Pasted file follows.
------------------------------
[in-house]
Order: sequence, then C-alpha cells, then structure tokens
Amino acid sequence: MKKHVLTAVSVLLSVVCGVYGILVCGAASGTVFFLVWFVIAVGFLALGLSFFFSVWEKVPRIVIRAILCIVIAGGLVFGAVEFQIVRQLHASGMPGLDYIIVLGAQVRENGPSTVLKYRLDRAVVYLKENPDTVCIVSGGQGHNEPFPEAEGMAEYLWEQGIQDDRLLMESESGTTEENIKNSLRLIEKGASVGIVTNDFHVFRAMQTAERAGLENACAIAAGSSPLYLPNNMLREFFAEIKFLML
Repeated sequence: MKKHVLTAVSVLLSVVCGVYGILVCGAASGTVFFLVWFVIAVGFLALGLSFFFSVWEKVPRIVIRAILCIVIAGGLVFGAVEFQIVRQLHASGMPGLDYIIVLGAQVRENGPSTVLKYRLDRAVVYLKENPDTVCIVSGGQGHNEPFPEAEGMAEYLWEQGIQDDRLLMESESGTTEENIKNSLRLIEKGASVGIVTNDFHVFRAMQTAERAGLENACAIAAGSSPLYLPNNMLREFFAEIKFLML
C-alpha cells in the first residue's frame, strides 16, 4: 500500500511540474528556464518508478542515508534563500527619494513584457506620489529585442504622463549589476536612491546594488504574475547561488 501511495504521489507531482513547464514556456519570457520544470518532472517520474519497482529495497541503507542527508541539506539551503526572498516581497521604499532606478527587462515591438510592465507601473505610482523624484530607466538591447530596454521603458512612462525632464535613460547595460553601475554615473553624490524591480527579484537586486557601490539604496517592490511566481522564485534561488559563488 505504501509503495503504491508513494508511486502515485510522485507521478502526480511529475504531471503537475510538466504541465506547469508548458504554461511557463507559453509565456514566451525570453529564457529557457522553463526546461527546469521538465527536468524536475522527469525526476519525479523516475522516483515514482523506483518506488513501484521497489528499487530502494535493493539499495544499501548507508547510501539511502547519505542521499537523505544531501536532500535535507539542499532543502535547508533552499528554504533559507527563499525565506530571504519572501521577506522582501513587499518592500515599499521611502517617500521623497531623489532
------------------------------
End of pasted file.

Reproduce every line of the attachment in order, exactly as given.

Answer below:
[in-house]
Order: sequence, then C-alpha cells, then structure tokens
Amino acid sequence: MKKHVLTAVSVLLSVVCGVYGILVCGAASGTVFFLVWFVIAVGFLALGLSFFFSVWEKVPRIVIRAILCIVIAGGLVFGAVEFQIVRQLHASGMPGLDYIIVLGAQVRENGPSTVLKYRLDRAVVYLKENPDTVCIVSGGQGHNEPFPEAEGMAEYLWEQGIQDDRLLMESESGTTEENIKNSLRLIEKGASVGIVTNDFHVFRAMQTAERAGLENACAIAAGSSPLYLPNNMLREFFAEIKFLML
Repeated sequence: MKKHVLTAVSVLLSVVCGVYGILVCGAASGTVFFLVWFVIAVGFLALGLSFFFSVWEKVPRIVIRAILCIVIAGGLVFGAVEFQIVRQLHASGMPGLDYIIVLGAQVRENGPSTVLKYRLDRAVVYLKENPDTVCIVSGGQGHNEPFPEAEGMAEYLWEQGIQDDRLLMESESGTTEENIKNSLRLIEKGASVGIVTNDFHVFRAMQTAERAGLENACAIAAGSSPLYLPNNMLREFFAEIKFLML
C-alpha cells in the first residue's frame, strides 16, 4: 500500500511540474528556464518508478542515508534563500527619494513584457506620489529585442504622463549589476536612491546594488504574475547561488 501511495504521489507531482513547464514556456519570457520544470518532472517520474519497482529495497541503507542527508541539506539551503526572498516581497521604499532606478527587462515591438510592465507601473505610482523624484530607466538591447530596454521603458512612462525632464535613460547595460553601475554615473553624490524591480527579484537586486557601490539604496517592490511566481522564485534561488559563488 505504501509503495503504491508513494508511486502515485510522485507521478502526480511529475504531471503537475510538466504541465506547469508548458504554461511557463507559453509565456514566451525570453529564457529557457522553463526546461527546469521538465527536468524536475522527469525526476519525479523516475522516483515514482523506483518506488513501484521497489528499487530502494535493493539499495544499501548507508547510501539511502547519505542521499537523505544531501536532500535535507539542499532543502535547508533552499528554504533559507527563499525565506530571504519572501521577506522582501513587499518592500515599499521611502517617500521623497531623489532